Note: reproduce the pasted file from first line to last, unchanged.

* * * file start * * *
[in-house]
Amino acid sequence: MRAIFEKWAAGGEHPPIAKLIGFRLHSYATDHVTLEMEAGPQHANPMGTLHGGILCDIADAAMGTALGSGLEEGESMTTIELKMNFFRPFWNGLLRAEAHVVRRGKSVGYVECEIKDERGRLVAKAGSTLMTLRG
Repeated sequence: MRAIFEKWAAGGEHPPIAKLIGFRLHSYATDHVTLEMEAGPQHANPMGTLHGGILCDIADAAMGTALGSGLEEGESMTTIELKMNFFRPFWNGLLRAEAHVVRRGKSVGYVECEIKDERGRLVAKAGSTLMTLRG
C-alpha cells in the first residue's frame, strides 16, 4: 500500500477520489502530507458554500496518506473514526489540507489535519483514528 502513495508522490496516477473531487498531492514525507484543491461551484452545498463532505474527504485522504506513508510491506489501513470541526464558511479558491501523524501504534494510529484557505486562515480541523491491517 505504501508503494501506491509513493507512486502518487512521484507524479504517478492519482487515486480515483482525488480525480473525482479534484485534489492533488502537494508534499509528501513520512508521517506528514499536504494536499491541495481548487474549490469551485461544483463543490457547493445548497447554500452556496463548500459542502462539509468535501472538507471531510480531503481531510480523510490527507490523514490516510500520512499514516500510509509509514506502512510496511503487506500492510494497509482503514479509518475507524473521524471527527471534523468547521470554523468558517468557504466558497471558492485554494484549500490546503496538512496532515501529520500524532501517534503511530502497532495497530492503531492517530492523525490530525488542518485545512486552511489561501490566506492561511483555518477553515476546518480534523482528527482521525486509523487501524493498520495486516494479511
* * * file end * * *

[in-house]
Amino acid sequence: MRAIFEKWAAGGEHPPIAKLIGFRLHSYATDHVTLEMEAGPQHANPMGTLHGGILCDIADAAMGTALGSGLEEGESMTTIELKMNFFRPFWNGLLRAEAHVVRRGKSVGYVECEIKDERGRLVAKAGSTLMTLRG
Repeated sequence: MRAIFEKWAAGGEHPPIAKLIGFRLHSYATDHVTLEMEAGPQHANPMGTLHGGILCDIADAAMGTALGSGLEEGESMTTIELKMNFFRPFWNGLLRAEAHVVRRGKSVGYVECEIKDERGRLVAKAGSTLMTLRG
C-alpha cells in the first residue's frame, strides 16, 4: 500500500477520489502530507458554500496518506473514526489540507489535519483514528 502513495508522490496516477473531487498531492514525507484543491461551484452545498463532505474527504485522504506513508510491506489501513470541526464558511479558491501523524501504534494510529484557505486562515480541523491491517 505504501508503494501506491509513493507512486502518487512521484507524479504517478492519482487515486480515483482525488480525480473525482479534484485534489492533488502537494508534499509528501513520512508521517506528514499536504494536499491541495481548487474549490469551485461544483463543490457547493445548497447554500452556496463548500459542502462539509468535501472538507471531510480531503481531510480523510490527507490523514490516510500520512499514516500510509509509514506502512510496511503487506500492510494497509482503514479509518475507524473521524471527527471534523468547521470554523468558517468557504466558497471558492485554494484549500490546503496538512496532515501529520500524532501517534503511530502497532495497530492503531492517530492523525490530525488542518485545512486552511489561501490566506492561511483555518477553515476546518480534523482528527482521525486509523487501524493498520495486516494479511